Picture of virus under microscope

Research under the microscope...

The Strathprints institutional repository is a digital archive of University of Strathclyde research outputs.

Strathprints serves world leading Open Access research by the University of Strathclyde, including research by the Strathclyde Institute of Pharmacy and Biomedical Sciences (SIPBS), where research centres such as the Industrial Biotechnology Innovation Centre (IBioIC), the Cancer Research UK Formulation Unit, SeaBioTech and the Centre for Biophotonics are based.

Explore SIPBS research

Ecosystem structure and function

Heath, Michael and Gallego, A. (2010) Ecosystem structure and function. In: Resolving climatic impacts on fish stocks. Coop. Res. Rept., pp. 72-79.

Full text not available in this repository. (Request a copy from the Strathclyde author)

Abstract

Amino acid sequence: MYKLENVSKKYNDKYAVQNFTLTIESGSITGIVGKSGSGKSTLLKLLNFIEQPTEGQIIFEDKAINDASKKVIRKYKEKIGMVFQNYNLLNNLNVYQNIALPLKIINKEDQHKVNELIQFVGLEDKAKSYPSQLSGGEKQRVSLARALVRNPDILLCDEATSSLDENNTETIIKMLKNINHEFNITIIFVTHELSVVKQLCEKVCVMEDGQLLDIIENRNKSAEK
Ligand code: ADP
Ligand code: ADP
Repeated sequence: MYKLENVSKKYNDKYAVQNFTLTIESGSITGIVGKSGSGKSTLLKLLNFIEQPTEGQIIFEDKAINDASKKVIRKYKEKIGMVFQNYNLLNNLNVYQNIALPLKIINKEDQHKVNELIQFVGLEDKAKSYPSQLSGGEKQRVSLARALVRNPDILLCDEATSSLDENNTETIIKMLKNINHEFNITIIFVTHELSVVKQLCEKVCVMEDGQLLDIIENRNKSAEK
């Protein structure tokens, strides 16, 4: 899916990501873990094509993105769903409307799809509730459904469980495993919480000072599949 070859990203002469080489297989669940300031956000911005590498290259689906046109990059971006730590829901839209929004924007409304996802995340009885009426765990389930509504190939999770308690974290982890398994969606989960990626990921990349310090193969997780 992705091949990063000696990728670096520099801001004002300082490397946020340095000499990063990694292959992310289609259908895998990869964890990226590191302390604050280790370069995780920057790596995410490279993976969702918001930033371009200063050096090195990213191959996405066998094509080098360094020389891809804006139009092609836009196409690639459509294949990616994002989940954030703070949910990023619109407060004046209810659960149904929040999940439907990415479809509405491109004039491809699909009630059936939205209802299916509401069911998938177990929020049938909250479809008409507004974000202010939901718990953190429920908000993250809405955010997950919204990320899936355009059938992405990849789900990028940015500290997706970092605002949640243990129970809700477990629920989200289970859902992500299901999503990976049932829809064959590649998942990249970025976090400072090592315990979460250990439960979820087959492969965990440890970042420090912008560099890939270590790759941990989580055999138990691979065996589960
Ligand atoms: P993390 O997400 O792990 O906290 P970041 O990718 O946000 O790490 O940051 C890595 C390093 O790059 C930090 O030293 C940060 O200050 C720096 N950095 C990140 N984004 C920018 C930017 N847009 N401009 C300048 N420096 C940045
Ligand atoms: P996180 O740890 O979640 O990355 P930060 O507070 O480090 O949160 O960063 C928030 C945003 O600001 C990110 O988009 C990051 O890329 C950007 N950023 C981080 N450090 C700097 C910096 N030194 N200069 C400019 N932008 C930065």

Individual taxa at all trophic levels in the ecosystem may be influenced by climate change, if only as a consequence of thermal response. However, the system as a whole may have dynamics which cannot be simply deduced from knowledge of individual species responses, due to the complex network of non-linear predator-prey interactions involved in the food web (Scheffer and Carpenter, 2003). Here, we consider how the marine ecosystem, and in particular the fisheries ecosystem, may be subject to reorganisation in response to pressures on the component species. Reviews of the ecological response to climate change over a range of different ecosystems (e.g. Walther et al., 2002) have emphasized the complex and indirect nature of the effects of climate on ecosystem dynamics in the marine environment, e.g. by modifying primary and secondary production, offsetting the match between producers and consumers (e.g. Stenseth et al., 2002), affecting migration patterns and spatial distribution of species, influencing physical processes (e.g. upwelling), which in turn affect nutrients, production and prey availability to higher trophic levels, etc. Furthermore, human exploitation may intensify these climate change effects on marine systems (Walther et al., 2002; Enghoff et al., 2007). In this context, since harvesting is such a major component of the mortality of many fish species, we consider the impacts of both climate change and fishing together.